When I first hear this song, I really liked it, until I started to pay attention to the lyrics in the second verse:
"The little faggot with the earring and the makeup. Yeah, buddy, that’s his own hair. That little faggot's got his own jet airplane. That little faggot he’s a millionaire."After that, any time I heard the song on the radio, it's switch to a different station. I also stopped watching MTV.
I remember a couple of years later, the song came on the radio at work and I turned it off. A female coworker objected and asked what the problem was. I explained the offensive lyric and told her I'd turn my radio back on after a few minutes. She actually said to me, "I don't think they meant it like that."
I asked her, "How else could they possibly mean it?" We didn't pursue the issue and after a little while I turned the radio back on.
At the time there was a lot of resentment among the "legitimate" rock bands about the direction rock was taking. Performers like Prince and Michael Jackson were dominating the music industry and some traditionalists were taking pot shots at them for their style, because there was nothing negative they could say about their talent. For the record, Dire Straits still enjoys a cult following, but has not had another hit since the 80's. Karma is a bitch.
This week brings the news that after nearly three decades, Money For Nothing has been banned from radio air play in Canada by the Canadian Broadcast Standards Council, after it investigated a complaint filed by a radio listener. The Daily Mail Reports:
The entire verse is edited out of some versions of the song, or the word is simply replaced. The council concluded that 'f****t'. when used to describe a homosexual man, is a word 'that, even if entirely or marginally acceptable in earlier days, is no longer so.
'The societal values at issue a quarter century later have shifted and the broadcast of the song in 2010 must reflect those values, rather than those of 1985.'
Co-written in 1985 by Mark Knopfler and Sting, Money For Nothing is penned from the perspective of a working class man who spends his time watching music videos and comments on what he sees
In an interview with Rolling Stone around the time the song was released Knopfler said: ‘I got an objection from the editor of a gay newspaper in London - he actually said it was 'below the belt.'
'Apart from the fact that there are stupid gay people as well as stupid other people, it suggests that maybe you can't let it have so many meanings - you have to be direct.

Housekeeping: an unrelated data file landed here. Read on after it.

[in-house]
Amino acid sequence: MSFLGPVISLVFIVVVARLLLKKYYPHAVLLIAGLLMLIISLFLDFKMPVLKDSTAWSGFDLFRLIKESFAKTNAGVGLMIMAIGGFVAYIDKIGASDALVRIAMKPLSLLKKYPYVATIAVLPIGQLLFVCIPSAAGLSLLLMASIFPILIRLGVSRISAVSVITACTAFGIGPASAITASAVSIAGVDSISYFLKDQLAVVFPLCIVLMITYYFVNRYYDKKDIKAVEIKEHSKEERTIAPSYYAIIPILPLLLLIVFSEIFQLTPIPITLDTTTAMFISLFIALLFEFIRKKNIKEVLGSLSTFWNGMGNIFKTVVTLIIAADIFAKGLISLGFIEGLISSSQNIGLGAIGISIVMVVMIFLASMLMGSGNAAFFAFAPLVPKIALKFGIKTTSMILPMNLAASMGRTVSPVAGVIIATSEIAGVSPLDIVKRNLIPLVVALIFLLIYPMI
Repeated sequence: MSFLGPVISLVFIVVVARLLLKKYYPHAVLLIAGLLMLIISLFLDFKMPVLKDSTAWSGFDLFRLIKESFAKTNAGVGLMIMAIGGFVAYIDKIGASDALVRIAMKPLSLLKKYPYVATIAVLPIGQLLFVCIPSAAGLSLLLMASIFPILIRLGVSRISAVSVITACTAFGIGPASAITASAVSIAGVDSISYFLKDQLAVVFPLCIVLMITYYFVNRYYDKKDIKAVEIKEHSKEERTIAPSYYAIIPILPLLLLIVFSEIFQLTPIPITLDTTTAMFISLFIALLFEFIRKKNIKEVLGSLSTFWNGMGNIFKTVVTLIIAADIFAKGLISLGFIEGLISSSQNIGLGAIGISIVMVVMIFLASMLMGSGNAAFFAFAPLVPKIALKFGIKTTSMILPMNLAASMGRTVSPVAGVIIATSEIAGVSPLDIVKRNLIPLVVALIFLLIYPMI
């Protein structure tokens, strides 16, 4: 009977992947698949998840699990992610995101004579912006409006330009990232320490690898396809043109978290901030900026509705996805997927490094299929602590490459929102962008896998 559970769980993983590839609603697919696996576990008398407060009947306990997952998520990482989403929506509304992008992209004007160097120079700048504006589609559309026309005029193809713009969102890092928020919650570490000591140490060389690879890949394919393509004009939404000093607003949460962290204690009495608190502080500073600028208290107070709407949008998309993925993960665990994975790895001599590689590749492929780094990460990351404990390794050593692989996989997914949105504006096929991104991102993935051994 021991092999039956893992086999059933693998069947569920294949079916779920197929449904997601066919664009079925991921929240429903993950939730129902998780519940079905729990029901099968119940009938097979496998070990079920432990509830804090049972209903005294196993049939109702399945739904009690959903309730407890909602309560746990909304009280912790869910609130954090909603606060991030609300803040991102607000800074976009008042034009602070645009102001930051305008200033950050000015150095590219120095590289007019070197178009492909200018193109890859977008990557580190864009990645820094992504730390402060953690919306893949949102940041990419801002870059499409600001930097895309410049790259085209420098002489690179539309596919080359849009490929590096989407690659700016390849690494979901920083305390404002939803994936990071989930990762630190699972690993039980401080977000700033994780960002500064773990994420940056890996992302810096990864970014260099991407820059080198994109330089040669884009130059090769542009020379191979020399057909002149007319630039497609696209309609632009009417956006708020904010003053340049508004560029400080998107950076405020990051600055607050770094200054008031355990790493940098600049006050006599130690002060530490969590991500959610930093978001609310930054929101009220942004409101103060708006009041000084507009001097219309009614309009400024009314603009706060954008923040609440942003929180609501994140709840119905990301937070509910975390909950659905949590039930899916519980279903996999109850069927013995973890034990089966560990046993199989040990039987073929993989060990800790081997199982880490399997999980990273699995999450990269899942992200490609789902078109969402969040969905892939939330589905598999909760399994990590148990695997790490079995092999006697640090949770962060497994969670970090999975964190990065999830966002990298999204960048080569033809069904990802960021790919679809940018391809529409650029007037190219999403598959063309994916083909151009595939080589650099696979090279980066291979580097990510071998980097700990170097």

'In fact, I'm still in two minds as to whether it's a good idea to write songs that aren't in the first person, to take on other characters.
'The singer in 'Money for Nothing' is a real ignoramus, hard hat mentality - somebody who sees everything in financial terms.
'I mean, this guy has a grudging respect for rock stars. He sees it in terms of, well, that's not working and yet the guys rich: that's a good scam.’I heard this song on the radio before I saw the video and when I saw what it was about, I got it. Money For Nothing is a social commentary about working class values, as if gays and lesbians don't work. That's probably the most offensive part of all.
When people say I'm over sensitive about it, I tell them to think about the most offensive word they've ever had used against them. For a woman it might be the C-word, for Africa-Americans, it's most likely the N-word. You get the idea. Then I tell them that the next time they hear this song, to replace the word faggot with the word they find offensive and imagine hearing it several times a day and having the performer win all sorts of accolades and awards for it and having people tell you that you're too sensitive because you find it offensive.
I believe that you can't have an honest discussion about offensive language without using that language. For example, I find it ridiculous when I see talk shows having a panel of experts discuss the N-word, with all of its implications, even though they are afraid to actually say the word. I think that avoid the word within the context of an intellectual discussion actually makes things worse and reinforces the negative connotations of the word.
As my readers know, I'm all about living openly and honestly. To that end, I'm including the video of the offending tune and I want you to listen to it with new ears. Substitute the word faggot with the most offensive word you've ever been called, then ask yourself why we still allow it in pop music even now. Why do we sit back and let rappers talk about killing faggots? Why are there no consequences? Why do we reward bigotry in the entertainment industry with awards and royalties? Where is the outrage?